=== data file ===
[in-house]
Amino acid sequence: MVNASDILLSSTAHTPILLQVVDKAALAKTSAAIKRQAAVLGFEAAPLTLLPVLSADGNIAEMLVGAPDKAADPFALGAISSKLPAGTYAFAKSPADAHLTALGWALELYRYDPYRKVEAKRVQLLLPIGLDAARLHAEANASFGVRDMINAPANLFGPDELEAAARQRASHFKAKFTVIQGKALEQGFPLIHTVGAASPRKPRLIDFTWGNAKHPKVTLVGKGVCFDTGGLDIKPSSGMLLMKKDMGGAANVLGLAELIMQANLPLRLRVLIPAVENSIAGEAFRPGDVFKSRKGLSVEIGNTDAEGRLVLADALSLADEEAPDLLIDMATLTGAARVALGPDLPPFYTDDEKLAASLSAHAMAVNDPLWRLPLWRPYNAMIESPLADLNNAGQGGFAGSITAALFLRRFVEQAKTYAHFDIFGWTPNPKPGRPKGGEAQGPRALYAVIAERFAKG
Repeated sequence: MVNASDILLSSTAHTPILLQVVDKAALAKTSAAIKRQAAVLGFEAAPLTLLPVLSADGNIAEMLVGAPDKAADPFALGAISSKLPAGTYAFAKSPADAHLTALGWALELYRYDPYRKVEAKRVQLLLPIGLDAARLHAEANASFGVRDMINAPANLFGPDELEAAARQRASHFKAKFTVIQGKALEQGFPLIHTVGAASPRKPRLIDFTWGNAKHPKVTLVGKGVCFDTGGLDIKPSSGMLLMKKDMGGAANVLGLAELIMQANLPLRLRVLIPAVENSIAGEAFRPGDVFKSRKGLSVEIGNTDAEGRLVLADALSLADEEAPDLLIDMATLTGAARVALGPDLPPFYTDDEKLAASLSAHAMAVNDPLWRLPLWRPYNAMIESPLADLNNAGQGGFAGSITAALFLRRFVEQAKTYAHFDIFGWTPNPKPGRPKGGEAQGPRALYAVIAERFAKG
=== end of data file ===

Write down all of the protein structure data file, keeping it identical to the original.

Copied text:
[in-house]
Amino acid sequence: MVNASDILLSSTAHTPILLQVVDKAALAKTSAAIKRQAAVLGFEAAPLTLLPVLSADGNIAEMLVGAPDKAADPFALGAISSKLPAGTYAFAKSPADAHLTALGWALELYRYDPYRKVEAKRVQLLLPIGLDAARLHAEANASFGVRDMINAPANLFGPDELEAAARQRASHFKAKFTVIQGKALEQGFPLIHTVGAASPRKPRLIDFTWGNAKHPKVTLVGKGVCFDTGGLDIKPSSGMLLMKKDMGGAANVLGLAELIMQANLPLRLRVLIPAVENSIAGEAFRPGDVFKSRKGLSVEIGNTDAEGRLVLADALSLADEEAPDLLIDMATLTGAARVALGPDLPPFYTDDEKLAASLSAHAMAVNDPLWRLPLWRPYNAMIESPLADLNNAGQGGFAGSITAALFLRRFVEQAKTYAHFDIFGWTPNPKPGRPKGGEAQGPRALYAVIAERFAKG
Repeated sequence: MVNASDILLSSTAHTPILLQVVDKAALAKTSAAIKRQAAVLGFEAAPLTLLPVLSADGNIAEMLVGAPDKAADPFALGAISSKLPAGTYAFAKSPADAHLTALGWALELYRYDPYRKVEAKRVQLLLPIGLDAARLHAEANASFGVRDMINAPANLFGPDELEAAARQRASHFKAKFTVIQGKALEQGFPLIHTVGAASPRKPRLIDFTWGNAKHPKVTLVGKGVCFDTGGLDIKPSSGMLLMKKDMGGAANVLGLAELIMQANLPLRLRVLIPAVENSIAGEAFRPGDVFKSRKGLSVEIGNTDAEGRLVLADALSLADEEAPDLLIDMATLTGAARVALGPDLPPFYTDDEKLAASLSAHAMAVNDPLWRLPLWRPYNAMIESPLADLNNAGQGGFAGSITAALFLRRFVEQAKTYAHFDIFGWTPNPKPGRPKGGEAQGPRALYAVIAERFAKG